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CAFA Law Blog Information, cases and insights regarding the Class Action Fairness Act of 2005

Contents of Business Records Are Admissible As Evidence To Establish CAFA Jurisdiction

Posted in Case Summaries

Bradford v. The George Washington University, 2017 WL 1383653 (D.C. April 18, 2017)

In a consumer class action, the United States District Court for the District of Columbia declined to remand the action to the state court finding that the contents of the business records relied upon by the defendants adequately provided the evidentiary basis for CAFA jurisdiction.

The plaintiffs filed a putative class action in the Superior Court alleging that they each paid over $28,000 in tuition to participate in what they believed would be a specialized online education program provided by the defendant.  The online education program on Security and Safety Leadership (“SSL”) was allegedly marketed as substantially identical to the same course offered in a traditional classroom setting.   The plaintiffs, however, alleged that the online SSL program was not equivalent to the classroom version, and that the defendant made a series of misrepresentations both on the program website and through the program’s admissions advisors.  The plaintiffs further alleged that the online SSL program instructors did not prepare any course material and were hardly involved at all in any actual online instruction.  Although several students complained to the defendant about the quality of the program, the defendant allegedly continued to promise that the program would improve but no improvements were made.  Alleging violation of the Consumer Protection Act, the plaintiffs filed this action and sought monetary damages and disgorgement of unjust profits obtained by the defendant, statutory damages, treble damages, punitive damages and reasonable attorneys’ fees.

The defendant removed to federal court, asserting that jurisdiction under CAFA because over 300 individuals were members of the proposed class.  The defendant further asserted that the CAFA amount-in-controversy requirement was satisfied because the plaintiffs sought restitution of all tuition payments as well as statutory damages, treble damages, punitive damages, reasonable costs and attorney’s fees, which in the aggregate could exceed $5 million.

The plaintiffs filed a motion to remand the case to the state court alleging that the defendant provided no evidentiary basis for its barebones assertions that this action met the requirements of CAFA jurisdiction.

The District Court, however, held that the defendant had established by a preponderance of the evidence that the putative class contained at least 248 plaintiffs.  The defendant submitted the declaration of its Director of Institutional Research and Planning, who stated, after the review of the University’s business records, that at least 248 students paid some tuition for the online SSL course, and that the aggregate tuition and fee charges for these 248 students totaled $5,911,464.02.  Of that sum, the 248 students actually paid—either from their own funds or using loan proceeds—$4,390,805.99.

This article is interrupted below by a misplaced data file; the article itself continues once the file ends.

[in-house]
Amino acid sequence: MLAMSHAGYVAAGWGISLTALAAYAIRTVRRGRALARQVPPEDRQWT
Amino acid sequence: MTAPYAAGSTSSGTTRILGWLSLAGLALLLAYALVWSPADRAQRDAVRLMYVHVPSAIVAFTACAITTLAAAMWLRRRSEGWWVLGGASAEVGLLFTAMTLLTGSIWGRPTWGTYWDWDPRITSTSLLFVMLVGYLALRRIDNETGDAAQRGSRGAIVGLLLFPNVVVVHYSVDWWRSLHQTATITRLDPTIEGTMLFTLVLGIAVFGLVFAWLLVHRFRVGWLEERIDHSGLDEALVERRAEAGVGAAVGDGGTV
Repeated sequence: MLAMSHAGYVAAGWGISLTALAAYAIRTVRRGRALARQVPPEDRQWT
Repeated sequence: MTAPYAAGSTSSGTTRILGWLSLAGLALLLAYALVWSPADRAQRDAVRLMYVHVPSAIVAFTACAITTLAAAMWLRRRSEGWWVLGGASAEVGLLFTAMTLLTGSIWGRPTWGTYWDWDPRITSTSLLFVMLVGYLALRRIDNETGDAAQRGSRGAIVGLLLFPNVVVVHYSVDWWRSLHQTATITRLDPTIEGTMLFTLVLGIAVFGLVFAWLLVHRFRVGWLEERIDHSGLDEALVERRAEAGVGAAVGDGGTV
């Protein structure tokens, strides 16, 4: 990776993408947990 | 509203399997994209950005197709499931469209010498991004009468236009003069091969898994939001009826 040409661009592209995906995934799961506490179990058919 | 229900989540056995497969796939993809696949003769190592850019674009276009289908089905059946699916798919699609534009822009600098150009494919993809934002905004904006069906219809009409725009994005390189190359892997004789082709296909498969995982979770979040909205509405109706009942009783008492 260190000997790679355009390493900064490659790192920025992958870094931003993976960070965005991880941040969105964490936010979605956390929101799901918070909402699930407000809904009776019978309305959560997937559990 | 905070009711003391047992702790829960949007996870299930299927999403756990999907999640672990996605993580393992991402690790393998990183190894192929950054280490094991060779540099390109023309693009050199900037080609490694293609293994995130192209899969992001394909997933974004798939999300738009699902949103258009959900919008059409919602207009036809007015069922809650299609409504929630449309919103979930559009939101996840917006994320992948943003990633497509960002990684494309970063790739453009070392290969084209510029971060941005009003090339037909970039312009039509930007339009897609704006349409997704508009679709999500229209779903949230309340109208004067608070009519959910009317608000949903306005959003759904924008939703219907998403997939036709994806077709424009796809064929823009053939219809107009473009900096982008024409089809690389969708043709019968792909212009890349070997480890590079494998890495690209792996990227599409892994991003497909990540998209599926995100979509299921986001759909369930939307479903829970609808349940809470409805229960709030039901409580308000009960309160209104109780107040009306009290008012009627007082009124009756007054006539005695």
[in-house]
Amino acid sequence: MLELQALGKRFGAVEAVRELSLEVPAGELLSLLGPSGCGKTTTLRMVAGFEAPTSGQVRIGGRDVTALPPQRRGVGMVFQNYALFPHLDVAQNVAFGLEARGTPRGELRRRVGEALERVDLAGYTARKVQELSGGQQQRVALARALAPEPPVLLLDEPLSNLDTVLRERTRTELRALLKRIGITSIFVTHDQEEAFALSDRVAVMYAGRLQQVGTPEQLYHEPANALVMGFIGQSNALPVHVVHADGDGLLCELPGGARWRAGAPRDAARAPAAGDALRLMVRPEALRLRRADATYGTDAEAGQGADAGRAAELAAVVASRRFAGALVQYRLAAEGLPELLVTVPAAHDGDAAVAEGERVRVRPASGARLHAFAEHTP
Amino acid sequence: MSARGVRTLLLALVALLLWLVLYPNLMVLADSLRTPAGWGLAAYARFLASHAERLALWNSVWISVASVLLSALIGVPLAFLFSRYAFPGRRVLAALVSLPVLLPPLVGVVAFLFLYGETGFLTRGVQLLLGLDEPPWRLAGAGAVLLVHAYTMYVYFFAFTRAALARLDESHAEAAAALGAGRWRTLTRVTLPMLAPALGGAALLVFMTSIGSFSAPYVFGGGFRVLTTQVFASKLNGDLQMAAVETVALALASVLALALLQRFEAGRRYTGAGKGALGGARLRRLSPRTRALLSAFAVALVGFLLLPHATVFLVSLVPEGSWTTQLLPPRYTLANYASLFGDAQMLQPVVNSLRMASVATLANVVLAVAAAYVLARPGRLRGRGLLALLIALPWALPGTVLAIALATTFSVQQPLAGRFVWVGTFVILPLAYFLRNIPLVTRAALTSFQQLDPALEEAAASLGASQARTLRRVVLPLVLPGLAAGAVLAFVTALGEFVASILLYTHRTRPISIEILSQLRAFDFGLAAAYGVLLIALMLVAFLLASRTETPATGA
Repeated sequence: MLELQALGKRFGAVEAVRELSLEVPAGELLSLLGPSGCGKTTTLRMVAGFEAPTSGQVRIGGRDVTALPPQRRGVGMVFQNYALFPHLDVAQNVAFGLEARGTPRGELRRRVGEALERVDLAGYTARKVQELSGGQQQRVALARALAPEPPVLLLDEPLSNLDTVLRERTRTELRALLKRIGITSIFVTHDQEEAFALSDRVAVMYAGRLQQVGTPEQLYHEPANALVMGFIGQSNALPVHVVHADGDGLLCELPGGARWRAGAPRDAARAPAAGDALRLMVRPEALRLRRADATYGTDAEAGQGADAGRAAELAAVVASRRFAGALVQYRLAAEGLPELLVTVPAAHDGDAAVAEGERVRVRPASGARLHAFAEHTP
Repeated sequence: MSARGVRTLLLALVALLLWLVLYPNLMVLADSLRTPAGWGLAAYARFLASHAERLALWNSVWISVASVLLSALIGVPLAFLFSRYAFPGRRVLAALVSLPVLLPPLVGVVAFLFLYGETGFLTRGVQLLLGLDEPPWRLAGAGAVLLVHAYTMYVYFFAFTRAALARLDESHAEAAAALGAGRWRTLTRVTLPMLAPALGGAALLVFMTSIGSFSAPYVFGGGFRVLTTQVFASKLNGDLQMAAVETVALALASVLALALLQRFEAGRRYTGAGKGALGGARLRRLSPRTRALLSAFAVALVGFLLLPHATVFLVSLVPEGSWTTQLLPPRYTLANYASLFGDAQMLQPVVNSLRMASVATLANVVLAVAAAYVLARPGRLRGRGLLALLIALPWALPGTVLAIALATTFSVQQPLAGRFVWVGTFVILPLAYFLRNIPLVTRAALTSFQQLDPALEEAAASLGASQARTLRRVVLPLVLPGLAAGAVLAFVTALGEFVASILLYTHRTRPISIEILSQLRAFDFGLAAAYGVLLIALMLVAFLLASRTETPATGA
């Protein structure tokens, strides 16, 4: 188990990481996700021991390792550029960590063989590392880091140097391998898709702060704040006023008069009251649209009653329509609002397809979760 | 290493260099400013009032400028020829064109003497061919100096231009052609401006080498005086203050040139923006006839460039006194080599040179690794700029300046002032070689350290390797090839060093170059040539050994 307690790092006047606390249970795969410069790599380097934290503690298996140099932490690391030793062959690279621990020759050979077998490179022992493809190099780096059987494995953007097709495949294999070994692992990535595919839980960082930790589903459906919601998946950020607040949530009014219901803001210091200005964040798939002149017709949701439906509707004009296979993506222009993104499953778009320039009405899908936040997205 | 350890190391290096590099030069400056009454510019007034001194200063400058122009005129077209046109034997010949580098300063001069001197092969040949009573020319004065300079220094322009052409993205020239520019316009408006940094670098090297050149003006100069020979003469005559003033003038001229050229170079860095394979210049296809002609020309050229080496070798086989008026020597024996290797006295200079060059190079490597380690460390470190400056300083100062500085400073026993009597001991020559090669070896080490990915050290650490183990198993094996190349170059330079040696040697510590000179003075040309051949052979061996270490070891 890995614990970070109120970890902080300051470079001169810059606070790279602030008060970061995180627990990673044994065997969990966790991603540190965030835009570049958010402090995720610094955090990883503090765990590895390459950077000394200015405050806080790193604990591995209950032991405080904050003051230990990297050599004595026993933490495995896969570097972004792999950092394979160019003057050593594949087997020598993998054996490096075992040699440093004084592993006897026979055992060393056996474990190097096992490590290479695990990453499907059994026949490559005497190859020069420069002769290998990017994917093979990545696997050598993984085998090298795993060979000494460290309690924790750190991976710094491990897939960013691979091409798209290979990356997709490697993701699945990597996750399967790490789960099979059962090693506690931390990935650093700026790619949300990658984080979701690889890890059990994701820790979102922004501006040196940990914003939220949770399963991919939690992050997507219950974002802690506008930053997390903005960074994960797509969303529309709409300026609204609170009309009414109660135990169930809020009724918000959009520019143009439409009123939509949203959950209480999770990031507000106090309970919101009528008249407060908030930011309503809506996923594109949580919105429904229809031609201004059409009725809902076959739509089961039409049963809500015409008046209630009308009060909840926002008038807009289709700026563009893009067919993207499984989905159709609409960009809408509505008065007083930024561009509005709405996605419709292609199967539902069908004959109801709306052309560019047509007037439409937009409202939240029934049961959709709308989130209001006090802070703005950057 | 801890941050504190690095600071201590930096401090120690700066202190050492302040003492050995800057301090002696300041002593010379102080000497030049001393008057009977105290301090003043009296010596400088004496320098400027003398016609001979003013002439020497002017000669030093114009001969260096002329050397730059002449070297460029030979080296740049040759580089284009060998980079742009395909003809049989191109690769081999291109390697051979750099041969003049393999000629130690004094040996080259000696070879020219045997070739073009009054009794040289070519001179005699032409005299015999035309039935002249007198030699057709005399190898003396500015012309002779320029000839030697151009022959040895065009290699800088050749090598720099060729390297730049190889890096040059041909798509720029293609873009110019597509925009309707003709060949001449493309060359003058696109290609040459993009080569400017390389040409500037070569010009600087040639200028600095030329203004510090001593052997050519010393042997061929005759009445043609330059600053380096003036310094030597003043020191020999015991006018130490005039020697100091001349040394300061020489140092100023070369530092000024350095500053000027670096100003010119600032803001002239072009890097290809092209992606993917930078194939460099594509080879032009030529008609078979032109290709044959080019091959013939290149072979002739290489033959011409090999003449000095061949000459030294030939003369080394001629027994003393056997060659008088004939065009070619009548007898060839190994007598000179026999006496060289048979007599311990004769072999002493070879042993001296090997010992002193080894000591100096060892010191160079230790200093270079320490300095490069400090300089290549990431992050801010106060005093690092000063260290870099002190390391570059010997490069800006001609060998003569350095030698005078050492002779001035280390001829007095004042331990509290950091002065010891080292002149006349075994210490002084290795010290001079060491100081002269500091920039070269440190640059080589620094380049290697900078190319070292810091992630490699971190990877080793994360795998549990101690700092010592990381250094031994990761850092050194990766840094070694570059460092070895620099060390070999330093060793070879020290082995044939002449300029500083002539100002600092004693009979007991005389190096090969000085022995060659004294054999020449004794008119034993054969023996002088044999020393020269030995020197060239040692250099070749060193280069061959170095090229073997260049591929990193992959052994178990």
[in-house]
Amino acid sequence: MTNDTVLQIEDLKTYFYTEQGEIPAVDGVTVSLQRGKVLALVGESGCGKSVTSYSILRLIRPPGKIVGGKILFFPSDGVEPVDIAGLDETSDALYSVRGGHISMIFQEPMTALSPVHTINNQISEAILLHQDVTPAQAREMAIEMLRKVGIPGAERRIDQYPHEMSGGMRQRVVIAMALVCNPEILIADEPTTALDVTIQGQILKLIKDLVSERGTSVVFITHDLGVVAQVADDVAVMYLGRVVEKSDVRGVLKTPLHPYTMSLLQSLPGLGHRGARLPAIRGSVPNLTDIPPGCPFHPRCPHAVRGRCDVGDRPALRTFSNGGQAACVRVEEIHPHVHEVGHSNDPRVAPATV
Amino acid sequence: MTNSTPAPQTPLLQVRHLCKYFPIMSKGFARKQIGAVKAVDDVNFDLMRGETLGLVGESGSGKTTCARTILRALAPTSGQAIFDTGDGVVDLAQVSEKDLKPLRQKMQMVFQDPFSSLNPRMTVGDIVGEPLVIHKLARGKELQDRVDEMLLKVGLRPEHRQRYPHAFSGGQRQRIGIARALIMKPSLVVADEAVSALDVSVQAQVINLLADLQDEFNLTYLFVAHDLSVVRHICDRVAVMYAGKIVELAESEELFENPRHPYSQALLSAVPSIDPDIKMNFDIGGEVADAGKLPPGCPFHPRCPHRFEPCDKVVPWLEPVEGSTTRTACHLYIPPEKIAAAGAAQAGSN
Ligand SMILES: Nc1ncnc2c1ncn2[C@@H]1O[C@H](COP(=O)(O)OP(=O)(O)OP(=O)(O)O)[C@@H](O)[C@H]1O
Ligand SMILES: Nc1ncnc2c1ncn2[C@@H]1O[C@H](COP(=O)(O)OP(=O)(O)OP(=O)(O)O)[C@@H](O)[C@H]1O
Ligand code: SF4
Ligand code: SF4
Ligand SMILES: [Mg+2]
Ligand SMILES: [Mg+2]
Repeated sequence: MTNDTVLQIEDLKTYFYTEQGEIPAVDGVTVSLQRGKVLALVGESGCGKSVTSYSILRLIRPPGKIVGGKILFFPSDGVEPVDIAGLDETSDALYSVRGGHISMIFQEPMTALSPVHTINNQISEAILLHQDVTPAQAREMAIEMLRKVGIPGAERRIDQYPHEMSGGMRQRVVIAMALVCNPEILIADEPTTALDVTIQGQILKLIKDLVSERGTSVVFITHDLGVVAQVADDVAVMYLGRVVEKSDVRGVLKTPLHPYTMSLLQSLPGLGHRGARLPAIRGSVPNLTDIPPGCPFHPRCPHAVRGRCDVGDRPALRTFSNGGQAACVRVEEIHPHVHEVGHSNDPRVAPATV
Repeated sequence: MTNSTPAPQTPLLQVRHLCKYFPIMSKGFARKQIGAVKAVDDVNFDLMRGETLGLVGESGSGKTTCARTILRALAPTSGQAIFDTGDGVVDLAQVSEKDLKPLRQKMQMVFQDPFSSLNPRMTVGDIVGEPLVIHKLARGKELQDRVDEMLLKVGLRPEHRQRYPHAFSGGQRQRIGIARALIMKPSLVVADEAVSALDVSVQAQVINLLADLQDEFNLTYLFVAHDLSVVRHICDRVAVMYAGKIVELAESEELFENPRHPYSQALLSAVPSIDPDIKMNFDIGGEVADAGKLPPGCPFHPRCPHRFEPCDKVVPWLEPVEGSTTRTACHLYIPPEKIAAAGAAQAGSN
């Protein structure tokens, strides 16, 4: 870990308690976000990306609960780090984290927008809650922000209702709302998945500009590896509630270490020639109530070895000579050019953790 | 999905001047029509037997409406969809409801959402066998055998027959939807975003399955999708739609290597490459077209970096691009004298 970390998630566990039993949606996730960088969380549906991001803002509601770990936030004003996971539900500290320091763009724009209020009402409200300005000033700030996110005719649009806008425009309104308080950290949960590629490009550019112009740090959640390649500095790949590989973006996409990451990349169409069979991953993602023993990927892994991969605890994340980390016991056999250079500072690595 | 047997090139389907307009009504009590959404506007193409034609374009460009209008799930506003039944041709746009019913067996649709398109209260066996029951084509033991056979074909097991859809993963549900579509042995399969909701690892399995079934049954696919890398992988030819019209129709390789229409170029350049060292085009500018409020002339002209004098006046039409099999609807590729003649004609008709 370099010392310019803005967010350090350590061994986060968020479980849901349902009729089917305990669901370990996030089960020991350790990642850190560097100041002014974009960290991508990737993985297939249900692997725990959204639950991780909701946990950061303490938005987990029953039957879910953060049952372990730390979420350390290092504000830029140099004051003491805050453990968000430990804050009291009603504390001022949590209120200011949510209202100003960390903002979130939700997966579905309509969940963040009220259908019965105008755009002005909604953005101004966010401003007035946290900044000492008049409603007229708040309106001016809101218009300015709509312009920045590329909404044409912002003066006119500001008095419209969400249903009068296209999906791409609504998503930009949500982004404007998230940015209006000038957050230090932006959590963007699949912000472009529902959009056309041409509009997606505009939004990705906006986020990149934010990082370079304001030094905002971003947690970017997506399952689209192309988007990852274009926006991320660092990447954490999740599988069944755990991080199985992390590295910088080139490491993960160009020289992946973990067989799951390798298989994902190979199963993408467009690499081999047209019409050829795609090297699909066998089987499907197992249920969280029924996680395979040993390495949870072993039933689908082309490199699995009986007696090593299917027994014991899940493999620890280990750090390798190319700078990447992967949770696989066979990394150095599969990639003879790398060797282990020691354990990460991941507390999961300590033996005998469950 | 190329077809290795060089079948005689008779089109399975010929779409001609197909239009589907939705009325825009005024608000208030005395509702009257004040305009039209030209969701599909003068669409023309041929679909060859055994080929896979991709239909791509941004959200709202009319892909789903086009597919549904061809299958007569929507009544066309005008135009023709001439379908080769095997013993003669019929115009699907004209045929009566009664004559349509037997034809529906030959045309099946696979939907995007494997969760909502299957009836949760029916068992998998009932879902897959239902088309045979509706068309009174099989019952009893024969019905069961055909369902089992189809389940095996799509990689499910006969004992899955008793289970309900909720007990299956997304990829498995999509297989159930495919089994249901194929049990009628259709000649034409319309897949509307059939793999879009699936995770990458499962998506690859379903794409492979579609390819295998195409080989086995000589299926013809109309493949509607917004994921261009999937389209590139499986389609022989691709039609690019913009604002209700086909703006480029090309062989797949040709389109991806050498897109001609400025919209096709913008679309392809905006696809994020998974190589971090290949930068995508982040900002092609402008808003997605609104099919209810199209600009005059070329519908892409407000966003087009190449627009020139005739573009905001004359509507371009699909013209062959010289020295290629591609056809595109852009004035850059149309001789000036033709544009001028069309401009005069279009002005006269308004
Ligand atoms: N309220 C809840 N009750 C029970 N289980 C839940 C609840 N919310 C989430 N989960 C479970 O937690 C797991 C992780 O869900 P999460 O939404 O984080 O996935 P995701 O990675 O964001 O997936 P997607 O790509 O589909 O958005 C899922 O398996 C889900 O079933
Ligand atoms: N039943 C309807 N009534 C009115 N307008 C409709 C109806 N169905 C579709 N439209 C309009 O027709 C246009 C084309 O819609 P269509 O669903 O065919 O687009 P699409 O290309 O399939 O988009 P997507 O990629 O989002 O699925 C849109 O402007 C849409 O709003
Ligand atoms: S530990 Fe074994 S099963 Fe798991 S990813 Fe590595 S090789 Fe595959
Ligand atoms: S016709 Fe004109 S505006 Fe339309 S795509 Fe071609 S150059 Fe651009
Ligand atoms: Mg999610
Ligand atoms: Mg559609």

The plaintiffs challenged the defendant’s evidence as inadmissible under the Federal Rules of Evidence, arguing that statements in the declaration did not satisfy the business records exception to the prohibition on hearsay and that the statements violate the best evidence rule.  The District Court, however, did not agree with the plaintiffs.  The District Court noted that the University Director had declared under the penalties of perjury and based on his personal knowledge that, in his professional capacity, he had access to regularly utilized the University’s records related to enrollment, tuition, payment, and other attendance matters, and that he analyzed those records to determine the number of potential plaintiffs and amount of tuition paid to the University for the SSL course.  While the declaration did not recite the precise language of an exception to the hearsay rule, the District Court was persuaded that the information contained in the University’s enrollment, tuition payment, and attendance records would be admissible at trial.

Further, given that the students paid over $4,000,000 for the online SSL course, and in light of the plaintiffs’ request for treble and punitive damages and reasonable attorney’s fees, the District Court concluded that the defendant had also established by preponderance of the evidence that the amount in controversy exceed the CAFA’s $5,000,000 threshold.

Accordingly, the District Court denied the plaintiff’s motion to remand.